The Barbican centre is as deliciously utilitarian as it is a crime against the eyes, depending whom you ask. I think I’m in the former camp; the era of pragmatism and forward-thinking that spawned it seems to resonate between it’s walls even now. Last Friday night (8th December 2017) when I saw ‘Transpose’ in The Pit Theatre, I felt confident that the past was pleased with this little slice of its future. Speaking with one of the Assistant Producers, Alex Jamieson, he was clear in saying how Toni Racklin (Head of Theatre) and the rest of the team are committed to giving space to different people and different identities, and they certainly showed that with ‘Transpose’.
‘Transpose’ is an event curated by C.N. Lester; they began it six years ago, by creating a night’s entertainment showcasing trans and queer talent. Trans people are all too familiar with being written by other people who know nothing about us. Appearing in the margins, at best, as something tragic, laughable or villainous for no other reason than we exist (and yet our existence is doubted at the same time). Transpose has been seeking to change things for the better, and it is succeeding.
Lester began the evening themself with a mixture of spoken word and singing at the piano, all of it a profound experience of multi-talented storytelling. The evening was directed by Kate O’Donnell, herself an award winning performer. She created a cool and confident journey through various identities and experiences, every one leaving the audience a little more enlightened each time.
Alexandra Bork followed this, singing in a striking soprano. They continued by telling their story; one of some hardship, but mostly of inspiration and aspiration that left you feeling very sure that they would most definitely leave their mark on the world (and that the world will be better off for it!) Nicholas Bonadies played piano excellently, and their comradeship that was so evident in the post-show Q&A makes me hope that they will both collaborate further. The two work so well together.
Jamie Hale paid a couple of very welcome visits to the stage as well. They explore multiple themes in their work deftly and with real insight, utilising their lived experience of being a queer/trans/disabled person and artist. As a poet and writer they challenge us to see disability in a different way, and certainly did to my mind. They wore a top with the words ‘Piss on Pity’ emblazoned across it. A very suitable and thought-provoking statement. Often disabled people are met with a sideways glance and a look of pure condescendment; I fancy more people might not do this if they ever gave Hale’s words a moment of attention. A lovely example of inclusion was that the evening was BSL interpreted, something which is, wonderfully, becoming more common.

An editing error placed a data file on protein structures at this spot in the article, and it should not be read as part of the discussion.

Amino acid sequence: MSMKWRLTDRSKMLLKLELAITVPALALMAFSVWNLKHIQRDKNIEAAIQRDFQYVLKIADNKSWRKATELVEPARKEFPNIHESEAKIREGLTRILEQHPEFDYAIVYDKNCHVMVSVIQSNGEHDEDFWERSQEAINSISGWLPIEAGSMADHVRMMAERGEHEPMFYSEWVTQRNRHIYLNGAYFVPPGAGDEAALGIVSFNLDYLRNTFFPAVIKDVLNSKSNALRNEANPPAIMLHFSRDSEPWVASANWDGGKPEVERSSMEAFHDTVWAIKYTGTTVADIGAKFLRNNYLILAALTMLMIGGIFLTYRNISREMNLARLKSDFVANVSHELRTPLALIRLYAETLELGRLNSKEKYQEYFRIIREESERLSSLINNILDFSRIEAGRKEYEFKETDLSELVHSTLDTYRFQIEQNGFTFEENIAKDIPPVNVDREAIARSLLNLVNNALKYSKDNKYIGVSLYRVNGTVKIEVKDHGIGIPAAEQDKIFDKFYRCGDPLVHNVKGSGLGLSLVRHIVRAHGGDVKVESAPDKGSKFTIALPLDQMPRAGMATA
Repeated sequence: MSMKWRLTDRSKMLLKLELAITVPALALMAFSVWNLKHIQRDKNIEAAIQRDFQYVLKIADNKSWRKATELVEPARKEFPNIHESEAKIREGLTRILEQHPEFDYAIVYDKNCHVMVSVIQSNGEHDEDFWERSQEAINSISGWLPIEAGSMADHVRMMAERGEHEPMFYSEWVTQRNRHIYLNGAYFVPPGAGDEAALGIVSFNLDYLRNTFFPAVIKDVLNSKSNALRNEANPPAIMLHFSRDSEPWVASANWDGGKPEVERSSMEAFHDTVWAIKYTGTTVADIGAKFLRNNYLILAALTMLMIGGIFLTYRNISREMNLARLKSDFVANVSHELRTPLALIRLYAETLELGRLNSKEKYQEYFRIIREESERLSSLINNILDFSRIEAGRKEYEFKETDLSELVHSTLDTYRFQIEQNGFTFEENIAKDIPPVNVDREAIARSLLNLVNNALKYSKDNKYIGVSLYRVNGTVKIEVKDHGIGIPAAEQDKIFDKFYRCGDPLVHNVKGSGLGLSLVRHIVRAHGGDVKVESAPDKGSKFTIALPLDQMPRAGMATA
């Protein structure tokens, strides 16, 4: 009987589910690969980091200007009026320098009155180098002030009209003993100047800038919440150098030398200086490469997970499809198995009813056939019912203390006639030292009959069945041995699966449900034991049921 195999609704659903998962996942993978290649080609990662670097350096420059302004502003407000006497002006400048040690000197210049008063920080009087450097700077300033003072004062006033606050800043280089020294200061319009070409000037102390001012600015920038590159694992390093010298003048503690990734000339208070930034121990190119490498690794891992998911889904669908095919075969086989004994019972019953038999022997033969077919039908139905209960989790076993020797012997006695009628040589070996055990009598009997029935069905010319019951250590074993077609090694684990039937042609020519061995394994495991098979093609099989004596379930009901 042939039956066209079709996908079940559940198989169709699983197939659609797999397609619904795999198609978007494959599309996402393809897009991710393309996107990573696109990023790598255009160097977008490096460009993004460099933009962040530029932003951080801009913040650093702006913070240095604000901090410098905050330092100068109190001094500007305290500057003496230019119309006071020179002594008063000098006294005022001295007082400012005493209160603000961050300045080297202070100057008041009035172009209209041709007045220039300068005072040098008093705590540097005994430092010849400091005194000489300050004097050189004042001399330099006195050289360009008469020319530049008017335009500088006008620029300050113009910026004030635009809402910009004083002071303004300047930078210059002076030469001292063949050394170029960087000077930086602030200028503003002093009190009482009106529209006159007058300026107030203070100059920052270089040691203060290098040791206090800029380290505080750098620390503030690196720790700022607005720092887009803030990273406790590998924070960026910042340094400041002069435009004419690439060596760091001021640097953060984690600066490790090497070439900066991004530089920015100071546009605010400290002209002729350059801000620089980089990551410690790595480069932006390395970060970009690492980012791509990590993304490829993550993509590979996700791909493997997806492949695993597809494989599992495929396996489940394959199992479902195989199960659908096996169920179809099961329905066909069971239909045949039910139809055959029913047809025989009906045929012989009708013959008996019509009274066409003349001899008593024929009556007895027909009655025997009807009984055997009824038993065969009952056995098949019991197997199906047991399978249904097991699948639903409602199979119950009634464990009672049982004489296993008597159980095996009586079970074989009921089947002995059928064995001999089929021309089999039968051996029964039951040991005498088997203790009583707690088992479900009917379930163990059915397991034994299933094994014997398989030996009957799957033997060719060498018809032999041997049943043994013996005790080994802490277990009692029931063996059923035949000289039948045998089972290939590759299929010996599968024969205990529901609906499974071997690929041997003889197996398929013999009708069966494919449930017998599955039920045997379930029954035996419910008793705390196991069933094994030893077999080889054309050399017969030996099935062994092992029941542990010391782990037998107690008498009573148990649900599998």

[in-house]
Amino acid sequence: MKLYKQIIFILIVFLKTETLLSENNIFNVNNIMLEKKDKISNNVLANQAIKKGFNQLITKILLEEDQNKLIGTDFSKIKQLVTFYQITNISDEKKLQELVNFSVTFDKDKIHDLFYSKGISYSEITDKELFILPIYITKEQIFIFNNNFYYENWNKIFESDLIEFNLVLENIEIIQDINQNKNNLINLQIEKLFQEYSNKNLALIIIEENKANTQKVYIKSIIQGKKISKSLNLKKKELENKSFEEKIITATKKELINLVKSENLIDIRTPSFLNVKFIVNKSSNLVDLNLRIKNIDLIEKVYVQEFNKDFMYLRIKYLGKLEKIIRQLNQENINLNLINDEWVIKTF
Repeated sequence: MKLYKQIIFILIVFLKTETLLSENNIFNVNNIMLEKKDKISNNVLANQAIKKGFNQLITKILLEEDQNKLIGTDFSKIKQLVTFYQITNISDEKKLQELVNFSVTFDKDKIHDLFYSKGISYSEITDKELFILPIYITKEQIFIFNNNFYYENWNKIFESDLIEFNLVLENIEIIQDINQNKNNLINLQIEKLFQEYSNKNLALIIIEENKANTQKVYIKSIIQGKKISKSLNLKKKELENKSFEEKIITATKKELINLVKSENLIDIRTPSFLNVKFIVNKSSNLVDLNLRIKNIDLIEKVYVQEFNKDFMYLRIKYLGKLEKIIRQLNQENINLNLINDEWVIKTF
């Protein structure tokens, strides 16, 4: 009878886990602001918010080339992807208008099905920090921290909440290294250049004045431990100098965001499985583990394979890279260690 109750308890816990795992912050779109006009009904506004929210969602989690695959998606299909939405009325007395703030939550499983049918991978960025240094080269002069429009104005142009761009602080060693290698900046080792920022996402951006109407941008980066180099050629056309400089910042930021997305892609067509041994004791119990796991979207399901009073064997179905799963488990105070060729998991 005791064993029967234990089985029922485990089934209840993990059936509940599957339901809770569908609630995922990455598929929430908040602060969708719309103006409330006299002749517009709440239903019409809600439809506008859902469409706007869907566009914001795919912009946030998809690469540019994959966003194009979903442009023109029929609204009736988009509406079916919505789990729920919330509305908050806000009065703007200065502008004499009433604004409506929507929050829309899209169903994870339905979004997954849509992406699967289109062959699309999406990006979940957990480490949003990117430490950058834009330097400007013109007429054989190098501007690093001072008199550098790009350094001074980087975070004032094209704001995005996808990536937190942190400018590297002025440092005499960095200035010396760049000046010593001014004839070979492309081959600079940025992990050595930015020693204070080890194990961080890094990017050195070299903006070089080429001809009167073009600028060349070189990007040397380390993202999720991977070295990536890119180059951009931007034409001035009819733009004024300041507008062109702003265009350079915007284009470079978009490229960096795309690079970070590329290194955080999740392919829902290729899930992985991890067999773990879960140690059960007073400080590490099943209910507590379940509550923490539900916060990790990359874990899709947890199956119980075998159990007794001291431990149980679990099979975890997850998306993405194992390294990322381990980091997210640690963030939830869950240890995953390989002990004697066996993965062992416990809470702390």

Travis Alabanza, writer, performer and theatre-maker, also shared their story and an insight into the daily experience of living their non-binary identity. They performed a piece that involved speaking alongside their own pre-recorded and distorted voice. The theatrical nature of this was memorable, but I felt that I would have preferred to have heard Travis’s voice live and solo; they have important things to say and I worried I may have missed some of it, but I admit I am being somewhat picky!
There was much to recommend ‘Transpose’ and whilst this run has finished, the evening will (I sincerely hope!) return soon. Stories, music, and a touch of history on gender fluidity (not the ‘recent fad’ some ignorami naively insist!) ‘Transpose’ is for anyone who is trans, for anyone who knows anyone trans and wants to know more; indeed it is for anyone human, we are all on this earth together whether we like it or not, and there is more than enough room for all of us, ‘Transpose’ seeks to make sure people know it.
The evening was followed by a collection for the charity Bent Bars, a letter-writing project for lesbian, gay, bisexual, transgender, transsexual, gender-variant, intersex and queer prisoners in the UK. For more information or to get involved visit bentbarsproject.org
© J.Donovan 2017